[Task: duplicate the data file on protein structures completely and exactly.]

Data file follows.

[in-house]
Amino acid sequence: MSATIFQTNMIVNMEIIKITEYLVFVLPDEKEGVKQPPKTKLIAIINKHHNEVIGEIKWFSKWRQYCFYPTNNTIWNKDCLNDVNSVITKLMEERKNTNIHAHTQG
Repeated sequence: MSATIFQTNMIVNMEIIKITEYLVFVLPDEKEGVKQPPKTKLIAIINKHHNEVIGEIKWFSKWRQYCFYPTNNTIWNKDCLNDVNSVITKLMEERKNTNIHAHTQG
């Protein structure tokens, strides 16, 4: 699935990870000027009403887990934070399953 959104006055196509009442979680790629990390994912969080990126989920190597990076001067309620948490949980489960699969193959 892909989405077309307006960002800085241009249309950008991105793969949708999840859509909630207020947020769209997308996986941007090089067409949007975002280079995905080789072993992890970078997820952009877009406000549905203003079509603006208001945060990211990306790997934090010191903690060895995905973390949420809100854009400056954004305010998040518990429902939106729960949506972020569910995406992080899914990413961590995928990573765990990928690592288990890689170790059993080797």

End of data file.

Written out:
[in-house]
Amino acid sequence: MSATIFQTNMIVNMEIIKITEYLVFVLPDEKEGVKQPPKTKLIAIINKHHNEVIGEIKWFSKWRQYCFYPTNNTIWNKDCLNDVNSVITKLMEERKNTNIHAHTQG
Repeated sequence: MSATIFQTNMIVNMEIIKITEYLVFVLPDEKEGVKQPPKTKLIAIINKHHNEVIGEIKWFSKWRQYCFYPTNNTIWNKDCLNDVNSVITKLMEERKNTNIHAHTQG
């Protein structure tokens, strides 16, 4: 699935990870000027009403887990934070399953 959104006055196509009442979680790629990390994912969080990126989920190597990076001067309620948490949980489960699969193959 892909989405077309307006960002800085241009249309950008991105793969949708999840859509909630207020947020769209997308996986941007090089067409949007975002280079995905080789072993992890970078997820952009877009406000549905203003079509603006208001945060990211990306790997934090010191903690060895995905973390949420809100854009400056954004305010998040518990429902939106729960949506972020569910995406992080899914990413961590995928990573765990990928690592288990890689170790059993080797």